Holstein Or Jersey?

Saskatchewan dairy farmer runs parallel herds to test breeds’ profitability.


Holstein Or Jersey?

Saskatchewan dairy farmer runs parallel herds to test breeds’ profitability.

By Lorne McClinton

Dairy farmers have been arguing about which breed is the best for as long as people have been milking cattle. Usually this quickly devolves to the mine-is-better-than-yours level and sputters out. So in 2014 Jersey Canada commissioned Elliott Currie, an associate professor in the Department of Business at the University of Guelph, to spearhead a study to see if there were solid economic reasons to pick one of the seven different dairy breeds milked in Canada over the others.

“We tried to filter out all the common costs and boil the variability down to a few primary factors,” Currie says. “We looked at feed input costs, labor, fecundity (ease of impregnation), calving intervals, birthing issues, vet costs, and the amount of milk it takes to produce the same volume of protein and milk solids.”

Average herds. Currie and his team used aggregated data, collected by Dairy Herd Improvement (DHI), to analyze the revenue and expenses of an average herd of each breed. Standardized herd sizes were determined based on the numbers of cattle that would need to be milked to fill 198 pounds (90 kilograms) of quota: 76.89 Holsteins; 87.98 Jerseys; 100.92 Guernseys and so on.

The resulting study, an “Economic Analysis of Dairy Breeds,” concluded that if you picked the best breed by its total revenue, then the Milking Shorthorn would be the best dairy breed. It earned $585,016 of income excluding the sale of cull bull calves. The Brown Swiss came in second ($546,424), the Holstein third ($544,200) and Jersey came last with $507,142 of earnings.

However if you went by profitability, then it concluded that the Jersey became the clear winner. They outstripped the second place Holstein by $20,000 in profits despite having a $37,000 dollar income disadvantage.

A thousand cuts. Holstein profits suffered death from a thousand cuts, Currie says. Small variations between the breeds added up to big differences in profits. Jerseys for example are bred at a younger age, so they start generating revenue 30 days before Holstein.

However the Jersey’s biggest input advantage is they are better at converting feed into milk. Size does matter as they are only two-thirds the size of a Holstein so they don’t need to consume as much feed to stay alive. You can download the full report at jerseycanada.com/pages/economic-analysis-of-dairy-breeds.html.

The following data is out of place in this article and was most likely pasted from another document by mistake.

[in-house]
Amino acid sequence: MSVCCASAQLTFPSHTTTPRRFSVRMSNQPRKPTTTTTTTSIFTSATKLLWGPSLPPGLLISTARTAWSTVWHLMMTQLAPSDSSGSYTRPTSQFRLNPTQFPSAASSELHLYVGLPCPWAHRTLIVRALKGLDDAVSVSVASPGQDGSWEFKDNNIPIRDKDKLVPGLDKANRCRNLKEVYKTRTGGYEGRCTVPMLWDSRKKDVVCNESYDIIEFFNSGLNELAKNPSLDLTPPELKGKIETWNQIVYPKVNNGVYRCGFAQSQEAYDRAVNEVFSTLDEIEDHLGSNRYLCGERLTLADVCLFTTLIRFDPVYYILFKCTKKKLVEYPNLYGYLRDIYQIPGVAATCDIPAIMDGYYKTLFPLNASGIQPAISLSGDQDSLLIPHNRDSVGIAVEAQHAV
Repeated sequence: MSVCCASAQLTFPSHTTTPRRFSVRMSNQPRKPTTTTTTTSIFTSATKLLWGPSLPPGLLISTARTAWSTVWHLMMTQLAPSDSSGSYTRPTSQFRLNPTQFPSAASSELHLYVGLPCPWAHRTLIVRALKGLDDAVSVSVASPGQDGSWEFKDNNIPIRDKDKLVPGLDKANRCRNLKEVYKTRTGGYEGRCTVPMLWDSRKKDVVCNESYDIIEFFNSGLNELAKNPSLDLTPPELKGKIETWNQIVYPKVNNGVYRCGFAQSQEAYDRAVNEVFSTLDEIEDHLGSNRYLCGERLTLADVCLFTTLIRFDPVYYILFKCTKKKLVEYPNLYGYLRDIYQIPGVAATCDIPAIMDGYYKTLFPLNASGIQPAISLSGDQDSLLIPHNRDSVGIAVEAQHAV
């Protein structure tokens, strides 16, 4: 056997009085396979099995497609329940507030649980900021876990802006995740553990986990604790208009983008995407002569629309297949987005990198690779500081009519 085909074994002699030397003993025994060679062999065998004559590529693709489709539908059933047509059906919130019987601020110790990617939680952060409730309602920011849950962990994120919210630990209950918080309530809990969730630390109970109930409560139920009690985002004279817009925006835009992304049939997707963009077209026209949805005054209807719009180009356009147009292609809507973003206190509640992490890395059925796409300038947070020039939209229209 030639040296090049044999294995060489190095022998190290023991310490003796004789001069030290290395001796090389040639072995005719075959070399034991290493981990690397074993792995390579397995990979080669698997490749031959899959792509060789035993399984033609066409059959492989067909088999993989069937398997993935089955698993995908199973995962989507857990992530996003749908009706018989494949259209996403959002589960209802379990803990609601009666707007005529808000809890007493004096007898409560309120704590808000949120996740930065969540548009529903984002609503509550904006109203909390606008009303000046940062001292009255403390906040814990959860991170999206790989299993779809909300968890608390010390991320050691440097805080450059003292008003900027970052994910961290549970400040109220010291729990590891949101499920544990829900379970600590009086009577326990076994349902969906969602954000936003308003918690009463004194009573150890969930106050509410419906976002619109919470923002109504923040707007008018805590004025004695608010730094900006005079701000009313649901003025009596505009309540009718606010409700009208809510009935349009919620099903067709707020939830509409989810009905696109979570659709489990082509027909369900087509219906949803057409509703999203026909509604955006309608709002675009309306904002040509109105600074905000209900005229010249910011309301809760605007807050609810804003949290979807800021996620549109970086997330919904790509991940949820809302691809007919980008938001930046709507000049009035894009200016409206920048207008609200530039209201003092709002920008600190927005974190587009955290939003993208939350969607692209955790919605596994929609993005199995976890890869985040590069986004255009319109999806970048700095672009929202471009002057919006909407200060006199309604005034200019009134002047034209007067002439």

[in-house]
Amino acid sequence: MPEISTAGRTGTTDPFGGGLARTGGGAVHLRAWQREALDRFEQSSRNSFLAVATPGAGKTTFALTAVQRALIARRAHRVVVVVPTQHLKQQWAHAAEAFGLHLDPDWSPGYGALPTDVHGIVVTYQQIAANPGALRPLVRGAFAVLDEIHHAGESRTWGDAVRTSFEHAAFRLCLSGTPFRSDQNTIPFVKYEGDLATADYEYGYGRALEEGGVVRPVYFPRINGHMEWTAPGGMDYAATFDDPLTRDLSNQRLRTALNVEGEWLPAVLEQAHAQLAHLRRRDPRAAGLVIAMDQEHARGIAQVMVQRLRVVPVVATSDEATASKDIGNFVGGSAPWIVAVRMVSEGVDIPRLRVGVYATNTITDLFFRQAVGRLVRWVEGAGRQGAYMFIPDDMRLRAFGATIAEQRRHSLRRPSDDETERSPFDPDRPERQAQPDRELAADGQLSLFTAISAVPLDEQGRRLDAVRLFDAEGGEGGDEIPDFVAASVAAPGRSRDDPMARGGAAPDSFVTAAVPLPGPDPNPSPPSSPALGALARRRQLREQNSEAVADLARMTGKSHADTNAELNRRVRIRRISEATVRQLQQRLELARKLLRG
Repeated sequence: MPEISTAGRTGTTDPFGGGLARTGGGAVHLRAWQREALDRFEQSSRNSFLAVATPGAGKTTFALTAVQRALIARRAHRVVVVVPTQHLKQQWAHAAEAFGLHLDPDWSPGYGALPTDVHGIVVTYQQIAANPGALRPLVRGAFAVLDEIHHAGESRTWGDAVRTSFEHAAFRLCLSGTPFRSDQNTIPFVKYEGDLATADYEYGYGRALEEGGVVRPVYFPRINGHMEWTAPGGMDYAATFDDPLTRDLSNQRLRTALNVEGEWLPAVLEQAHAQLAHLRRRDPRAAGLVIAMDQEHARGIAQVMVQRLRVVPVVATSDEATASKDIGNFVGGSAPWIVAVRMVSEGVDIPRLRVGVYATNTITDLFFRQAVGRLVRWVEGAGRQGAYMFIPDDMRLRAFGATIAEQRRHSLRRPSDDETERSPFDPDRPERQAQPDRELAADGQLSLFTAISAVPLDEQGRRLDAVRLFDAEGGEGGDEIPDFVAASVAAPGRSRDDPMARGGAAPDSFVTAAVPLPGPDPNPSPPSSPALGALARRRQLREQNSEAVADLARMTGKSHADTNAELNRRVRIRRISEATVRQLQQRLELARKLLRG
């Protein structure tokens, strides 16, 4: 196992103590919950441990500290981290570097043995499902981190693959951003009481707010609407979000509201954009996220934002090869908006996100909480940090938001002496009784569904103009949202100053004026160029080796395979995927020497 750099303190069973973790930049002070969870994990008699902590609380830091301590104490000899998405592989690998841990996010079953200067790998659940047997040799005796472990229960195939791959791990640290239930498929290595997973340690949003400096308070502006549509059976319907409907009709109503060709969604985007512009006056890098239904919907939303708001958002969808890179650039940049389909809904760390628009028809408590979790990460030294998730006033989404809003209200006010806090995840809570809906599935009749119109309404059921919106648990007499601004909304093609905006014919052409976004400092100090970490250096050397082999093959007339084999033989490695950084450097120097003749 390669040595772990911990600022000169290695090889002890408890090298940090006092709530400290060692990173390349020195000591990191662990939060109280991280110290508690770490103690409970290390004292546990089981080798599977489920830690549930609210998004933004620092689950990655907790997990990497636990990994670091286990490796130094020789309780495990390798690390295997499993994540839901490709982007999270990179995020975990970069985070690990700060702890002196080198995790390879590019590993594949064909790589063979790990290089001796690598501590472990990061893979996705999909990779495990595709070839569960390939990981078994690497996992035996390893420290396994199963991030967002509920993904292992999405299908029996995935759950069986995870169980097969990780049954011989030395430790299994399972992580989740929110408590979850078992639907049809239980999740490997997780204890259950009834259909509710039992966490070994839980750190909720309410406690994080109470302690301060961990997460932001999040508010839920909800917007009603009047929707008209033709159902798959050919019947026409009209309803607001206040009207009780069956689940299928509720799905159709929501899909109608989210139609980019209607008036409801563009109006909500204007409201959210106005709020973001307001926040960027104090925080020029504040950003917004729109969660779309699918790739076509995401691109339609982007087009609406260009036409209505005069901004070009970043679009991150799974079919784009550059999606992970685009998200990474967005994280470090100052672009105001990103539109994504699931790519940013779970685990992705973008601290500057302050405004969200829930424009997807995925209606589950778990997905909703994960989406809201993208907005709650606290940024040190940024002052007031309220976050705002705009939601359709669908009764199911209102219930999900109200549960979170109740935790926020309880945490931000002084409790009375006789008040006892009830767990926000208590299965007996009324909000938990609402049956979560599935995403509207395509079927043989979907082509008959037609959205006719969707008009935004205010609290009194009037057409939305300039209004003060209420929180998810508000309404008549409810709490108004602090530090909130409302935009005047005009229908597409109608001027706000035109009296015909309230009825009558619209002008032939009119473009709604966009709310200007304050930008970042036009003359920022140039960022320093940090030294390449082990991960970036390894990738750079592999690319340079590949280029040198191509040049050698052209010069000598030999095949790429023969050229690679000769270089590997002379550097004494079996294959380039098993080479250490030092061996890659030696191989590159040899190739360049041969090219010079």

Currie found that all the little things added up to negatively impact the Holstein's profit margins.

Currie found that all the little things added up to negatively impact the Holstein’s profit margins.

While Currie’s group compared breeds using aggregate data from across Ontario, Tom and Wendy Mufford, a dairy farming couple from Hague, Saskatchewan, wanted to know how Holstein and Jerseys would fare in a head to head test under their farm management. Tom didn’t think he could get the data he needed just by throwing a few Jerseys in with 215 Holsteins he managed along with his father. However when their application for a SaskMilk Dairy Entrant Assistance Program (DEAP) milk quota was accepted in 2015, they felt it gave them an opportunity to make a comparison.

“We went with Jerseys strictly for experimental purposes,“ Tom Mufford says. “I don’t think any dairy farm makes it or breaks it based on the breed of cows they milk. You could milk beef cows and have success if you managed them the right way. But I had been reading a lot about Jerseys, and when we qualified under DEAP, I felt it was a great opportunity to see if I really could make more money with them.”

Using the Holsteins as the control group, the Muffords hope to prove that the Jersey’s reduced feed intake and higher levels of fat and protein in their milk will produce a greater net profit. This involves carefully tracking feed and production numbers from both groups.

The first step in the five-year experiment though was to find a dairy facility they could rent that was close to his father’s operation. The couple has four children under the age of five so they didn’t want to put themselves or their parents in a situation that required a lot of extra work. They wound up renting the abandoned dairy barn and parlor on the farm Wendy had grown up on near Laird, Saskatchewan, 30 miles away.

“We wanted to keep our costs low to make sure we didn’t sap the current dairy to do this,” Tom Mufford says. “I’m not willing to spend a lot of extra money just to experiment. We still need to make correct decisions for each farm to get an accurate comparison under our management style.”

Startup problems. “Right now our Jersey numbers are embarrassing,” Mufford says. “We brought the cows in from Ontario so perhaps they’re still adjusting to the move. Our numbers have started to come up now that we have them on our new feed supply.” He also expects a jump when a new water filtration system is online.

Mufford estimates it will take at least a full year before they’ll start to have any meaningful numbers to look at. If there is a clear financial advantage to switching to breeds, then Mufford says they’ll definitely consider converting to Jerseys when they purchase his parents’ operation.

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